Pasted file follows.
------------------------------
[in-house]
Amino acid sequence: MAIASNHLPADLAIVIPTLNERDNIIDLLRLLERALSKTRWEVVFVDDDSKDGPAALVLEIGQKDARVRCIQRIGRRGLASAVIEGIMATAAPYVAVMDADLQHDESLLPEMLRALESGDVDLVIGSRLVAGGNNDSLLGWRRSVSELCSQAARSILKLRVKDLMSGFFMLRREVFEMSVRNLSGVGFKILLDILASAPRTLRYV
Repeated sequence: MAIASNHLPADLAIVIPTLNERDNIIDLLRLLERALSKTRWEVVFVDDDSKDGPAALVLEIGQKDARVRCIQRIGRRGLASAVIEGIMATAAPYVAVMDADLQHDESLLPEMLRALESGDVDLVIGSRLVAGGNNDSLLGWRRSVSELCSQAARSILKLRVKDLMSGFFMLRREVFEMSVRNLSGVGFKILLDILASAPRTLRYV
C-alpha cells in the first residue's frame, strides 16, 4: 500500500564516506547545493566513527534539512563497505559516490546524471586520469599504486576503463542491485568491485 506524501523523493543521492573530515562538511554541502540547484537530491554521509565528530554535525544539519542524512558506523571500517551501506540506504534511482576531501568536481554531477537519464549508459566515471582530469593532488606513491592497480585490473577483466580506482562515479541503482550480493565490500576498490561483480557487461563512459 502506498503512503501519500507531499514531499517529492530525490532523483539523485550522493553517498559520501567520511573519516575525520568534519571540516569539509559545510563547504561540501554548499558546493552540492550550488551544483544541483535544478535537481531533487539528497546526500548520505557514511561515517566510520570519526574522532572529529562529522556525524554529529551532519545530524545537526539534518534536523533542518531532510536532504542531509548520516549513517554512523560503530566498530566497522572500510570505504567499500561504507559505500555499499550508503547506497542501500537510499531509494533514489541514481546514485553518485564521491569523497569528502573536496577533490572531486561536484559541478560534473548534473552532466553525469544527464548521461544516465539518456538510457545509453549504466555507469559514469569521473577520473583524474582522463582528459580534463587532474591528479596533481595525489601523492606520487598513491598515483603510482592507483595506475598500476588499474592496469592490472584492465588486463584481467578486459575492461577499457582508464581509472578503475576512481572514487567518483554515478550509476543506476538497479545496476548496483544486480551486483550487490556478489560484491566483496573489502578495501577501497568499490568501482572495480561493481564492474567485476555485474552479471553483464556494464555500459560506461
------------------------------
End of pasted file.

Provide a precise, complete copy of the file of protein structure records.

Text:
[in-house]
Amino acid sequence: MAIASNHLPADLAIVIPTLNERDNIIDLLRLLERALSKTRWEVVFVDDDSKDGPAALVLEIGQKDARVRCIQRIGRRGLASAVIEGIMATAAPYVAVMDADLQHDESLLPEMLRALESGDVDLVIGSRLVAGGNNDSLLGWRRSVSELCSQAARSILKLRVKDLMSGFFMLRREVFEMSVRNLSGVGFKILLDILASAPRTLRYV
Repeated sequence: MAIASNHLPADLAIVIPTLNERDNIIDLLRLLERALSKTRWEVVFVDDDSKDGPAALVLEIGQKDARVRCIQRIGRRGLASAVIEGIMATAAPYVAVMDADLQHDESLLPEMLRALESGDVDLVIGSRLVAGGNNDSLLGWRRSVSELCSQAARSILKLRVKDLMSGFFMLRREVFEMSVRNLSGVGFKILLDILASAPRTLRYV
C-alpha cells in the first residue's frame, strides 16, 4: 500500500564516506547545493566513527534539512563497505559516490546524471586520469599504486576503463542491485568491485 506524501523523493543521492573530515562538511554541502540547484537530491554521509565528530554535525544539519542524512558506523571500517551501506540506504534511482576531501568536481554531477537519464549508459566515471582530469593532488606513491592497480585490473577483466580506482562515479541503482550480493565490500576498490561483480557487461563512459 502506498503512503501519500507531499514531499517529492530525490532523483539523485550522493553517498559520501567520511573519516575525520568534519571540516569539509559545510563547504561540501554548499558546493552540492550550488551544483544541483535544478535537481531533487539528497546526500548520505557514511561515517566510520570519526574522532572529529562529522556525524554529529551532519545530524545537526539534518534536523533542518531532510536532504542531509548520516549513517554512523560503530566498530566497522572500510570505504567499500561504507559505500555499499550508503547506497542501500537510499531509494533514489541514481546514485553518485564521491569523497569528502573536496577533490572531486561536484559541478560534473548534473552532466553525469544527464548521461544516465539518456538510457545509453549504466555507469559514469569521473577520473583524474582522463582528459580534463587532474591528479596533481595525489601523492606520487598513491598515483603510482592507483595506475598500476588499474592496469592490472584492465588486463584481467578486459575492461577499457582508464581509472578503475576512481572514487567518483554515478550509476543506476538497479545496476548496483544486480551486483550487490556478489560484491566483496573489502578495501577501497568499490568501482572495480561493481564492474567485476555485474552479471553483464556494464555500459560506461